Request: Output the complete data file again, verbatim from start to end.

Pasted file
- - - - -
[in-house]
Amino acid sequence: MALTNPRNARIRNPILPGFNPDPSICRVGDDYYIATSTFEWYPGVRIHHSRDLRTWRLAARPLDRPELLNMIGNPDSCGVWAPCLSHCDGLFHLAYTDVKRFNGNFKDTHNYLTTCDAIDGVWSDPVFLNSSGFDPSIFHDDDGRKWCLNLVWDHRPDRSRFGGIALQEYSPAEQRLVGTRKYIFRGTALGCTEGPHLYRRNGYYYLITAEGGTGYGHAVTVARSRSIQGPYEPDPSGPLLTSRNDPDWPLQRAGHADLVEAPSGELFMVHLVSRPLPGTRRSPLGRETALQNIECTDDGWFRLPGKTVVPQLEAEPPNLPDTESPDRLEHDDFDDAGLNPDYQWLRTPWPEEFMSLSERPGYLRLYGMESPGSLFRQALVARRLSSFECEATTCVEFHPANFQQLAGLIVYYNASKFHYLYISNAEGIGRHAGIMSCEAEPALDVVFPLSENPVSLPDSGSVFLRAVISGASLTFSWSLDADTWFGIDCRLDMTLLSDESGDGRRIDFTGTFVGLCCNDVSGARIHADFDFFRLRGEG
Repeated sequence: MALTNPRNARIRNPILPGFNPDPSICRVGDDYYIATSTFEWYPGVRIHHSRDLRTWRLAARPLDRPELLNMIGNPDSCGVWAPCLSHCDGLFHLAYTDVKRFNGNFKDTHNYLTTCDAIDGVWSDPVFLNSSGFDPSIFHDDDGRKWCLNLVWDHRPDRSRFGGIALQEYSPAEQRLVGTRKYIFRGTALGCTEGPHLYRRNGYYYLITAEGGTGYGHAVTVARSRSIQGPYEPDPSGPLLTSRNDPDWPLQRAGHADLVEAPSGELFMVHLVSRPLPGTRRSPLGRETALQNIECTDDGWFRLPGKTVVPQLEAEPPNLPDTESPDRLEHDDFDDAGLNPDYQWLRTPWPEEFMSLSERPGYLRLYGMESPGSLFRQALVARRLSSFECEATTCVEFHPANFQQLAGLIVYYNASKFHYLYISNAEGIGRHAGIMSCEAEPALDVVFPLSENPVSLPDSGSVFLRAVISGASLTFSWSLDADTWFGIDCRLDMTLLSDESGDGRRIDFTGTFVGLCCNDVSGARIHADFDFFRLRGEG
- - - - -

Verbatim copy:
[in-house]
Amino acid sequence: MALTNPRNARIRNPILPGFNPDPSICRVGDDYYIATSTFEWYPGVRIHHSRDLRTWRLAARPLDRPELLNMIGNPDSCGVWAPCLSHCDGLFHLAYTDVKRFNGNFKDTHNYLTTCDAIDGVWSDPVFLNSSGFDPSIFHDDDGRKWCLNLVWDHRPDRSRFGGIALQEYSPAEQRLVGTRKYIFRGTALGCTEGPHLYRRNGYYYLITAEGGTGYGHAVTVARSRSIQGPYEPDPSGPLLTSRNDPDWPLQRAGHADLVEAPSGELFMVHLVSRPLPGTRRSPLGRETALQNIECTDDGWFRLPGKTVVPQLEAEPPNLPDTESPDRLEHDDFDDAGLNPDYQWLRTPWPEEFMSLSERPGYLRLYGMESPGSLFRQALVARRLSSFECEATTCVEFHPANFQQLAGLIVYYNASKFHYLYISNAEGIGRHAGIMSCEAEPALDVVFPLSENPVSLPDSGSVFLRAVISGASLTFSWSLDADTWFGIDCRLDMTLLSDESGDGRRIDFTGTFVGLCCNDVSGARIHADFDFFRLRGEG
Repeated sequence: MALTNPRNARIRNPILPGFNPDPSICRVGDDYYIATSTFEWYPGVRIHHSRDLRTWRLAARPLDRPELLNMIGNPDSCGVWAPCLSHCDGLFHLAYTDVKRFNGNFKDTHNYLTTCDAIDGVWSDPVFLNSSGFDPSIFHDDDGRKWCLNLVWDHRPDRSRFGGIALQEYSPAEQRLVGTRKYIFRGTALGCTEGPHLYRRNGYYYLITAEGGTGYGHAVTVARSRSIQGPYEPDPSGPLLTSRNDPDWPLQRAGHADLVEAPSGELFMVHLVSRPLPGTRRSPLGRETALQNIECTDDGWFRLPGKTVVPQLEAEPPNLPDTESPDRLEHDDFDDAGLNPDYQWLRTPWPEEFMSLSERPGYLRLYGMESPGSLFRQALVARRLSSFECEATTCVEFHPANFQQLAGLIVYYNASKFHYLYISNAEGIGRHAGIMSCEAEPALDVVFPLSENPVSLPDSGSVFLRAVISGASLTFSWSLDADTWFGIDCRLDMTLLSDESGDGRRIDFTGTFVGLCCNDVSGARIHADFDFFRLRGEG